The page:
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Róisín Tierney, from The Spanish-Italian Border

Oouf!

I could tell he was different, the minute he walked into my field.
It wasn’t the stripes, or the French accent. It was his Zebra smile.
Flashy. And when he spoke about the Big Top and life on the road
(‘Riding the Tiger’ he called it), I knew I’d gallop that extra mile

to catch his wild oats. Of course, no ties. On that we were both clear.
Anyhow, I am a Shetland mare. We’re known for our solid temperaments.
I am no filly, innocent, unsure. And when it happened he was sheer –
Horse. If you know what I mean. Afterwards he leant

against me in the dark and smoked a Gauloise. Within a week
he had gone on to pastures new. I put on weight, grew listless,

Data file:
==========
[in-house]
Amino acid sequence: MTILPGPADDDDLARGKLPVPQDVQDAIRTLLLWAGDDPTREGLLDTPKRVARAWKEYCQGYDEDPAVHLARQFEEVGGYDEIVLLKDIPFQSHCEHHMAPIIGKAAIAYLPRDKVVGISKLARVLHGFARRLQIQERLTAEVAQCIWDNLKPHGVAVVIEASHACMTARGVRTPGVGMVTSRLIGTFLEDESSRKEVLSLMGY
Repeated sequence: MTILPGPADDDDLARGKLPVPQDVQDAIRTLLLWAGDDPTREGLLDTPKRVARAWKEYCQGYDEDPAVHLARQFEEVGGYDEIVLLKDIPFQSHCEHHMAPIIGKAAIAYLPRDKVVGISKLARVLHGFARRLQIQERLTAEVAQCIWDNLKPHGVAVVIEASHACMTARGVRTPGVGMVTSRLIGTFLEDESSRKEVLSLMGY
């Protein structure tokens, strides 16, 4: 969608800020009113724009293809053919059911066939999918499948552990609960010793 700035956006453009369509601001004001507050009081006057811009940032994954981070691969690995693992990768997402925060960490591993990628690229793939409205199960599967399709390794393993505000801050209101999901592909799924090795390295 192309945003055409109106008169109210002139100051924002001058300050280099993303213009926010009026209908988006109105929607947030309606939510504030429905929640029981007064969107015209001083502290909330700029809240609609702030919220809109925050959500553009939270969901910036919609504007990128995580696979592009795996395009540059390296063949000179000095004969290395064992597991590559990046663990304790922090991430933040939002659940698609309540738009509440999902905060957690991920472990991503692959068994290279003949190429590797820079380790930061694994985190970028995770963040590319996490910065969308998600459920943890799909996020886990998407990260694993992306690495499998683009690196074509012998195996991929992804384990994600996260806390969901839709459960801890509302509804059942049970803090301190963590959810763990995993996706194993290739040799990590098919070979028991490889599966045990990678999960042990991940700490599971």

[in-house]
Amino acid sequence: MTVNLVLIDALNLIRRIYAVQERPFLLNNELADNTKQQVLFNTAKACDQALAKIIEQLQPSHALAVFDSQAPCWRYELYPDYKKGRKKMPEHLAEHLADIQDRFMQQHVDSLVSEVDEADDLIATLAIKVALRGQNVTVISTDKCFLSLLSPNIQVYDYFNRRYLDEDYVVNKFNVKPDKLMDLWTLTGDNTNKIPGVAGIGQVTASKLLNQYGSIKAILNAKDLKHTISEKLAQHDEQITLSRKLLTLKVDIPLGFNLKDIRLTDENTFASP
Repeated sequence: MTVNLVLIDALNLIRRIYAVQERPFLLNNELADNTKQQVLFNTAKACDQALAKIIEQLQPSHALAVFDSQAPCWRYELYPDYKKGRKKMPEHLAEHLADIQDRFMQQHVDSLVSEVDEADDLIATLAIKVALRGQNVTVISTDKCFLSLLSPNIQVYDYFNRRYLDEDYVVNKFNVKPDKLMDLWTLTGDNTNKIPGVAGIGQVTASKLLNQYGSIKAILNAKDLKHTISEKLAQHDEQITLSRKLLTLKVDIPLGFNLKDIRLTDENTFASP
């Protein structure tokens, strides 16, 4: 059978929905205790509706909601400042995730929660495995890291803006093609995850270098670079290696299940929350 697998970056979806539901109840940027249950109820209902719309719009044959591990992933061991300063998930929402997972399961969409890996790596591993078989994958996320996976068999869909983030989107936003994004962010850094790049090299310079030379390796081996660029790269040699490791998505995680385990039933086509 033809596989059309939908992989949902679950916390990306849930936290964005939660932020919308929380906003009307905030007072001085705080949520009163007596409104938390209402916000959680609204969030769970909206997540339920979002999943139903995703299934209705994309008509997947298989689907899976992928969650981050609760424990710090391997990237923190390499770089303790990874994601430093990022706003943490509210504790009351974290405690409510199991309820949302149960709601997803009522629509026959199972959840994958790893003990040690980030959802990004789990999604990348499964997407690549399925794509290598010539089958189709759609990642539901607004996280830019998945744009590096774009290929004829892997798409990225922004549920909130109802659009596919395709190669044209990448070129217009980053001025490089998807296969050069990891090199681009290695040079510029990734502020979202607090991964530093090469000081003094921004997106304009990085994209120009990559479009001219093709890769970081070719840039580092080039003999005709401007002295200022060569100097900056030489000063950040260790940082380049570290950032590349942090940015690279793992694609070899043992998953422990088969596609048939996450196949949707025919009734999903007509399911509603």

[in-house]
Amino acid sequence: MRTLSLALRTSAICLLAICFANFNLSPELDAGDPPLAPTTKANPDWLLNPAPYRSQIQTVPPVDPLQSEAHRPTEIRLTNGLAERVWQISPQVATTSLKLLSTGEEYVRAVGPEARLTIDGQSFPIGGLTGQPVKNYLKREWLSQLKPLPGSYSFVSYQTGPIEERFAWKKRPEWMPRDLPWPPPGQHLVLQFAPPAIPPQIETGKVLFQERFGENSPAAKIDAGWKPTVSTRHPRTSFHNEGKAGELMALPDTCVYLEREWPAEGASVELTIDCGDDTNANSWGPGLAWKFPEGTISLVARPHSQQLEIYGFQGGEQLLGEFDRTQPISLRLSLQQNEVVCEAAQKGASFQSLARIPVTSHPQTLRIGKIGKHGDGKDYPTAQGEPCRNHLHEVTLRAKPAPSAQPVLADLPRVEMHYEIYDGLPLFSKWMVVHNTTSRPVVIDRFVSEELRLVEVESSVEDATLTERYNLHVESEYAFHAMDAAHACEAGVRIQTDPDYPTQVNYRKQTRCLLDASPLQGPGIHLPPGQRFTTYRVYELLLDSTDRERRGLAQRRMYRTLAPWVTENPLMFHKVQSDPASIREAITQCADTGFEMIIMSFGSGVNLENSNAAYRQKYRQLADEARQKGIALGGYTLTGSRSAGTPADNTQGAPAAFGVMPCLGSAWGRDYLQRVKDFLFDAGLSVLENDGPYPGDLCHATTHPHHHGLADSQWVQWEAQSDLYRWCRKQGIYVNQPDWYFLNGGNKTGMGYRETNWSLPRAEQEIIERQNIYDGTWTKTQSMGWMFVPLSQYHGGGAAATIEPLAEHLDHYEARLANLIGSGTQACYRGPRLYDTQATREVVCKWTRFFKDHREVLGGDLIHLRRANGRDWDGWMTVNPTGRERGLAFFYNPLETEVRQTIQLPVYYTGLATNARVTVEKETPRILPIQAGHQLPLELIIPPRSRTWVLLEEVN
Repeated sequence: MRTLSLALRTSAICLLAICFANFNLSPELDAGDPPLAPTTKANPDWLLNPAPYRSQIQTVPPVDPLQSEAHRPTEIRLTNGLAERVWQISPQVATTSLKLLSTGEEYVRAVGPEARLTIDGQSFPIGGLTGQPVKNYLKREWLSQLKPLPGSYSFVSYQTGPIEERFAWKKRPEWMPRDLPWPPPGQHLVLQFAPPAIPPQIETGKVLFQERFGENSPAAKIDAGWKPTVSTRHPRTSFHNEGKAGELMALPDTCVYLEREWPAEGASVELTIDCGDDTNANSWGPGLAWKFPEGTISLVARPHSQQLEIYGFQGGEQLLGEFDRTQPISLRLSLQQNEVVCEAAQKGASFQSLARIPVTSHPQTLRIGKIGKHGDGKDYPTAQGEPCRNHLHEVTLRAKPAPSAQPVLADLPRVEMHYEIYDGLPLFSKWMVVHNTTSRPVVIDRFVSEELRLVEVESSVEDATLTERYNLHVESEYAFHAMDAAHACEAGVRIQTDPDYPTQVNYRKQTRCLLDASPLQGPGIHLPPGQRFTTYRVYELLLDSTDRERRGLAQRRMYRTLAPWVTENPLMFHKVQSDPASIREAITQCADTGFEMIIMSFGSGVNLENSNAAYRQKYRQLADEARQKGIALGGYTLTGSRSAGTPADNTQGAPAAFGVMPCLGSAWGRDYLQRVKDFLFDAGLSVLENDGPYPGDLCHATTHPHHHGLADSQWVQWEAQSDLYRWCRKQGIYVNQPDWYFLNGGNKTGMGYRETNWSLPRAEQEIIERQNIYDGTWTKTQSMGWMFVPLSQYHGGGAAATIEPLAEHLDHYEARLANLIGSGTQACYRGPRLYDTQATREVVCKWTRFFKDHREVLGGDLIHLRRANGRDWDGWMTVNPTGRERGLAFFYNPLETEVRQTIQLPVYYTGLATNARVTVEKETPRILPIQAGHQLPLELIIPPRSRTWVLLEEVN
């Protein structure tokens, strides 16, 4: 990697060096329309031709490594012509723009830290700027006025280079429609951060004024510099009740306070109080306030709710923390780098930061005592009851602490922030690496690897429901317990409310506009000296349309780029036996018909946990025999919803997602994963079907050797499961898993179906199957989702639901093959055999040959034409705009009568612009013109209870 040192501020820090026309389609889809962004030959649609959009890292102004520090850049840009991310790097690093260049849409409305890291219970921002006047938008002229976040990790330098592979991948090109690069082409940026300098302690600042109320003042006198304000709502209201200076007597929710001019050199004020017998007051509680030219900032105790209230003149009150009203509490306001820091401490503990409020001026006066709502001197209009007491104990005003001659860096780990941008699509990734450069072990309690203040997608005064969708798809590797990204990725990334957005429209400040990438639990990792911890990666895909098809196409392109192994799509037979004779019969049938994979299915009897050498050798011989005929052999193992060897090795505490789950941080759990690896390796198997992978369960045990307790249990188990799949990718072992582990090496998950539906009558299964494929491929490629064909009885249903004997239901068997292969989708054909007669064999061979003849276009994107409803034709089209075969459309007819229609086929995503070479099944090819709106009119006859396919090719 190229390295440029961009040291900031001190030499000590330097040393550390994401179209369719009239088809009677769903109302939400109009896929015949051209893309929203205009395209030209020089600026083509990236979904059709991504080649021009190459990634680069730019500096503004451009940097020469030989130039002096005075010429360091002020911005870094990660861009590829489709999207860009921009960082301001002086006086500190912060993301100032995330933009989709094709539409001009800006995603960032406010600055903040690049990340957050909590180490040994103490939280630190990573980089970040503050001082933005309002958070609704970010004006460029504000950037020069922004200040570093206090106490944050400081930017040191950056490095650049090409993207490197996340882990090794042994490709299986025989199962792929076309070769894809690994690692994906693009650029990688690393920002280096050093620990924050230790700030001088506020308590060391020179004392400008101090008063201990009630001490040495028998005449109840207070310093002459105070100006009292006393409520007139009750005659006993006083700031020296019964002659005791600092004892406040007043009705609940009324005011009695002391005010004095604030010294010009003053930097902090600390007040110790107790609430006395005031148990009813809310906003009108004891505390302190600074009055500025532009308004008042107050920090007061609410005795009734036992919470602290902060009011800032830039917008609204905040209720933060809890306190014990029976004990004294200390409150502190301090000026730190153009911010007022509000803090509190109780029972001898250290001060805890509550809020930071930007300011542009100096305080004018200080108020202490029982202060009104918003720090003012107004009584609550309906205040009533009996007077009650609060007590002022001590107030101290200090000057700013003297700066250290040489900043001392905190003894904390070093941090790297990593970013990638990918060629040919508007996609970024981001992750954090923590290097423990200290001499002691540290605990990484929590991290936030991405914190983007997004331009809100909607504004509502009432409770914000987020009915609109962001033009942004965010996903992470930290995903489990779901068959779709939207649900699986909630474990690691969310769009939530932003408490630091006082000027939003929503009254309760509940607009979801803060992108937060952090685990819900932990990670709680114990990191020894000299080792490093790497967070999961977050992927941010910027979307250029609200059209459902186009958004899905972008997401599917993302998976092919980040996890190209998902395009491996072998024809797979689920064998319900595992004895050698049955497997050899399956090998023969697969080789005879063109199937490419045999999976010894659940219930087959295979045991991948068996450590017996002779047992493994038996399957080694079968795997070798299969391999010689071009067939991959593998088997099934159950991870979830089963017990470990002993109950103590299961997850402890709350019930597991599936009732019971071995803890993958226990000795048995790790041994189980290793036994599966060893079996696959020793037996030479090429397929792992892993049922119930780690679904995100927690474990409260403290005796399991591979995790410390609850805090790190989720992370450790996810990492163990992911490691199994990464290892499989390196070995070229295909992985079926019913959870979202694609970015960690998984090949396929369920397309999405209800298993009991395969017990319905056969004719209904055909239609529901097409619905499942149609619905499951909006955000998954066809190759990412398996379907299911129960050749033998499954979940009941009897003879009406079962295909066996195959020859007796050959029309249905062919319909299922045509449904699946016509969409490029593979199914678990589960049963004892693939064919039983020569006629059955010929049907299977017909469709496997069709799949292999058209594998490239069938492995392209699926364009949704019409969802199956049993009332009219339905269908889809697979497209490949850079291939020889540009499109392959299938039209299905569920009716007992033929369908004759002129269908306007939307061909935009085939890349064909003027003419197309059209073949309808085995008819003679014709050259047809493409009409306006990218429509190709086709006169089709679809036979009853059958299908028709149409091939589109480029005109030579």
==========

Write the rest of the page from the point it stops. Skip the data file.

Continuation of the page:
chewed on the wooden posts that ringed my field. I reeked
of longing, not for my one-time, flash-in-the-pan, feckless

paramour, but for the foal growing in my belly. And when he dropped
one morning onto the grass (after much labour, this isn’t Disneyland)
and shakily raised his head to view the world, his long ears lopped
the known world in twain, his tawny stripes quivered as they spurned

the natural order. I searched his eyes in vain for any sign
of good, old-fashioned Shetland Island muck, but saw instead
a tightrope reeling out above a ring – and along its near-invisible line
there came my Zetland, dancing the cha-cha on his head.